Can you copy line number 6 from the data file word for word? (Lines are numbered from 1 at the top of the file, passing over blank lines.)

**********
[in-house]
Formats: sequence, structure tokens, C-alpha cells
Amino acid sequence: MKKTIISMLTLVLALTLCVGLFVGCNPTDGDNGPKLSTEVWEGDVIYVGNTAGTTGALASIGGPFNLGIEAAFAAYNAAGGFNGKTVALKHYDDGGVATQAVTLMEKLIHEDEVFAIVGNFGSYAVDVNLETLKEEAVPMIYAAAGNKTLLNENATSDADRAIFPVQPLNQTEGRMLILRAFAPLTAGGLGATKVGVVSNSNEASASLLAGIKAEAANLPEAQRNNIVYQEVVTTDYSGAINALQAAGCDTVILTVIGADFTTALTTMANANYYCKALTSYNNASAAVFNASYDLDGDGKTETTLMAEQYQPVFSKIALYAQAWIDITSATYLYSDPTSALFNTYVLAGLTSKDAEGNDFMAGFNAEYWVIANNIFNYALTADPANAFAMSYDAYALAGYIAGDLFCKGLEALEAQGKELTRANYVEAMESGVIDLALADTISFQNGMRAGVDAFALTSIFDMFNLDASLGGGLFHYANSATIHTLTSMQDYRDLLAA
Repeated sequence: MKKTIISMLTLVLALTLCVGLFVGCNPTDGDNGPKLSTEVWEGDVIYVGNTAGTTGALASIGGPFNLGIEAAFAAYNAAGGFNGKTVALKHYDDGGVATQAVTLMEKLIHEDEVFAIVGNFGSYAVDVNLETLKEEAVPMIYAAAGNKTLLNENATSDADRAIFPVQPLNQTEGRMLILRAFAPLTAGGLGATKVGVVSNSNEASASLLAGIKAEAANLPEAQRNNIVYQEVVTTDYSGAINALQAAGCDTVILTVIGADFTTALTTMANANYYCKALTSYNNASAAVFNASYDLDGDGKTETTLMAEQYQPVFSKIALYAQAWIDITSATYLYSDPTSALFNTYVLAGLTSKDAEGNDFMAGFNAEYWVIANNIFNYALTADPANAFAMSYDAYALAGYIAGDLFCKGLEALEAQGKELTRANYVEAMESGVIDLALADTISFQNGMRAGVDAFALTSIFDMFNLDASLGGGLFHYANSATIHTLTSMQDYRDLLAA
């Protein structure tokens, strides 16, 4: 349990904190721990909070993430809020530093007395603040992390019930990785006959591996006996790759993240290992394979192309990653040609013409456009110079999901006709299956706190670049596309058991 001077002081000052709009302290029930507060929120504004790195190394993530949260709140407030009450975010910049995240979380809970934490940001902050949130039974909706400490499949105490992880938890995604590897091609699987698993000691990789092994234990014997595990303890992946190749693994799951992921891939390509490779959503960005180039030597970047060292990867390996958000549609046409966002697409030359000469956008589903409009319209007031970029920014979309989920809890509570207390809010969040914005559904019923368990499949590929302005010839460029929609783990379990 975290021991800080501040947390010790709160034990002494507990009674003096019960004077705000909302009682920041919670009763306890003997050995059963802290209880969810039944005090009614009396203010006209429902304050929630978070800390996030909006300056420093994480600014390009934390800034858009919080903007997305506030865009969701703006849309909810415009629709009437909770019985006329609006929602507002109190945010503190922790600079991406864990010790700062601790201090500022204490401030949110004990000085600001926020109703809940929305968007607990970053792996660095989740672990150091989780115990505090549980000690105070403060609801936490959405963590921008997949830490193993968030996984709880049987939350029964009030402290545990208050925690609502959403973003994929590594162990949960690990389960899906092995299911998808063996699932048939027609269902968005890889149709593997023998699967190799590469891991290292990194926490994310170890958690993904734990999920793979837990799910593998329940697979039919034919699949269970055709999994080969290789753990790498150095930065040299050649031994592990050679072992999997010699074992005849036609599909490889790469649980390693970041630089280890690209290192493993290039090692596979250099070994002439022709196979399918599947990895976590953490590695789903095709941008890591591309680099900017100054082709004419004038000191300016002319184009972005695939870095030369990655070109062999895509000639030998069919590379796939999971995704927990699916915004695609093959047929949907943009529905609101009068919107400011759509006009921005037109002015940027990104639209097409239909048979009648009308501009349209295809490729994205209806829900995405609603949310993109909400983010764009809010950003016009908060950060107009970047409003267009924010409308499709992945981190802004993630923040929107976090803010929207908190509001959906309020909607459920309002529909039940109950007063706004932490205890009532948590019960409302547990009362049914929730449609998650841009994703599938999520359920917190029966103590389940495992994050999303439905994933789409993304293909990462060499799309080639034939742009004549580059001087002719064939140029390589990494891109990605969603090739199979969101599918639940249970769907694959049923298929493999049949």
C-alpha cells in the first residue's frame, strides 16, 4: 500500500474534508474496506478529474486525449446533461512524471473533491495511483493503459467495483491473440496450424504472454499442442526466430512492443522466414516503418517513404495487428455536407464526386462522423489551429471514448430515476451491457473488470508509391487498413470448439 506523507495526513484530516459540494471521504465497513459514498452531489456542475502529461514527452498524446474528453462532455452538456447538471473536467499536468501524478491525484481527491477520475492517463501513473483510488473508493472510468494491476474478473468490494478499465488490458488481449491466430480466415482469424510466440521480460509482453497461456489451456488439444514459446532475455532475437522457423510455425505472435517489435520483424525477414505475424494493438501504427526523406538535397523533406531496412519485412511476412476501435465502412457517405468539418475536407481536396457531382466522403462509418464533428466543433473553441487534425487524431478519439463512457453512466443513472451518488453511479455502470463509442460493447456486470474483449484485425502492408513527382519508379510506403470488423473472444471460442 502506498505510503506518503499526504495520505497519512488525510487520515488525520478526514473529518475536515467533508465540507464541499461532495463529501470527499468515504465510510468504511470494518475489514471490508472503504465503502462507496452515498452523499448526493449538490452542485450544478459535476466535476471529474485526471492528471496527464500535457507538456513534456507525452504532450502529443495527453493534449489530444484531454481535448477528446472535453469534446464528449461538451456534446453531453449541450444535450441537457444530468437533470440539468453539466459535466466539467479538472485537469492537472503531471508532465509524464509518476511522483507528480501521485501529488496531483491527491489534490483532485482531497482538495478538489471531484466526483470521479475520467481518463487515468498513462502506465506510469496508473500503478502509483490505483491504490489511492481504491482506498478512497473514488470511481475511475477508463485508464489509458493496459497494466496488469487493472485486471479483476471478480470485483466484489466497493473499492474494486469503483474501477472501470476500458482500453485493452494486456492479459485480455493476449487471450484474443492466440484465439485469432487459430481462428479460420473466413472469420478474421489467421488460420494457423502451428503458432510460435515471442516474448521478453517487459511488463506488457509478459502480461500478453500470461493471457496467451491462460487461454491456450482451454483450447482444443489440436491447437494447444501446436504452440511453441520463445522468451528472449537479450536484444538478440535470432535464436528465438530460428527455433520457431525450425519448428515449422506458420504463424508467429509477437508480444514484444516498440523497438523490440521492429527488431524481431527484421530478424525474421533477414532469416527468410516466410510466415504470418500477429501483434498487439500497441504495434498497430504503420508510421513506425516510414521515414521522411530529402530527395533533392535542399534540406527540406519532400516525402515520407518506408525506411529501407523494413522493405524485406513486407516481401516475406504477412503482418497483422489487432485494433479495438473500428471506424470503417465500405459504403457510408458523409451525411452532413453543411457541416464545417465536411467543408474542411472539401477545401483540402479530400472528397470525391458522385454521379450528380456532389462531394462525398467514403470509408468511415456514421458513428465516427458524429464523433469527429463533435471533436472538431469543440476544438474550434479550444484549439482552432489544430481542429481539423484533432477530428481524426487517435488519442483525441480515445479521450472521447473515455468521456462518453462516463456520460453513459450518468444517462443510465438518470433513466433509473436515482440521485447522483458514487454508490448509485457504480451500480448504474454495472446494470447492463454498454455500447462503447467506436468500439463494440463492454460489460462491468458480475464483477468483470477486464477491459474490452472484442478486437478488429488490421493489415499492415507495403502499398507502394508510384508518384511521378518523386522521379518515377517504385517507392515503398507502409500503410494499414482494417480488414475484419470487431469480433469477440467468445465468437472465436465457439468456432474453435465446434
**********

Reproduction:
C-alpha cells in the first residue's frame, strides 16, 4: 500500500474534508474496506478529474486525449446533461512524471473533491495511483493503459467495483491473440496450424504472454499442442526466430512492443522466414516503418517513404495487428455536407464526386462522423489551429471514448430515476451491457473488470508509391487498413470448439 506523507495526513484530516459540494471521504465497513459514498452531489456542475502529461514527452498524446474528453462532455452538456447538471473536467499536468501524478491525484481527491477520475492517463501513473483510488473508493472510468494491476474478473468490494478499465488490458488481449491466430480466415482469424510466440521480460509482453497461456489451456488439444514459446532475455532475437522457423510455425505472435517489435520483424525477414505475424494493438501504427526523406538535397523533406531496412519485412511476412476501435465502412457517405468539418475536407481536396457531382466522403462509418464533428466543433473553441487534425487524431478519439463512457453512466443513472451518488453511479455502470463509442460493447456486470474483449484485425502492408513527382519508379510506403470488423473472444471460442 502506498505510503506518503499526504495520505497519512488525510487520515488525520478526514473529518475536515467533508465540507464541499461532495463529501470527499468515504465510510468504511470494518475489514471490508472503504465503502462507496452515498452523499448526493449538490452542485450544478459535476466535476471529474485526471492528471496527464500535457507538456513534456507525452504532450502529443495527453493534449489530444484531454481535448477528446472535453469534446464528449461538451456534446453531453449541450444535450441537457444530468437533470440539468453539466459535466466539467479538472485537469492537472503531471508532465509524464509518476511522483507528480501521485501529488496531483491527491489534490483532485482531497482538495478538489471531484466526483470521479475520467481518463487515468498513462502506465506510469496508473500503478502509483490505483491504490489511492481504491482506498478512497473514488470511481475511475477508463485508464489509458493496459497494466496488469487493472485486471479483476471478480470485483466484489466497493473499492474494486469503483474501477472501470476500458482500453485493452494486456492479459485480455493476449487471450484474443492466440484465439485469432487459430481462428479460420473466413472469420478474421489467421488460420494457423502451428503458432510460435515471442516474448521478453517487459511488463506488457509478459502480461500478453500470461493471457496467451491462460487461454491456450482451454483450447482444443489440436491447437494447444501446436504452440511453441520463445522468451528472449537479450536484444538478440535470432535464436528465438530460428527455433520457431525450425519448428515449422506458420504463424508467429509477437508480444514484444516498440523497438523490440521492429527488431524481431527484421530478424525474421533477414532469416527468410516466410510466415504470418500477429501483434498487439500497441504495434498497430504503420508510421513506425516510414521515414521522411530529402530527395533533392535542399534540406527540406519532400516525402515520407518506408525506411529501407523494413522493405524485406513486407516481401516475406504477412503482418497483422489487432485494433479495438473500428471506424470503417465500405459504403457510408458523409451525411452532413453543411457541416464545417465536411467543408474542411472539401477545401483540402479530400472528397470525391458522385454521379450528380456532389462531394462525398467514403470509408468511415456514421458513428465516427458524429464523433469527429463533435471533436472538431469543440476544438474550434479550444484549439482552432489544430481542429481539423484533432477530428481524426487517435488519442483525441480515445479521450472521447473515455468521456462518453462516463456520460453513459450518468444517462443510465438518470433513466433509473436515482440521485447522483458514487454508490448509485457504480451500480448504474454495472446494470447492463454498454455500447462503447467506436468500439463494440463492454460489460462491468458480475464483477468483470477486464477491459474490452472484442478486437478488429488490421493489415499492415507495403502499398507502394508510384508518384511521378518523386522521379518515377517504385517507392515503398507502409500503410494499414482494417480488414475484419470487431469480433469477440467468445465468437472465436465457439468456432474453435465446434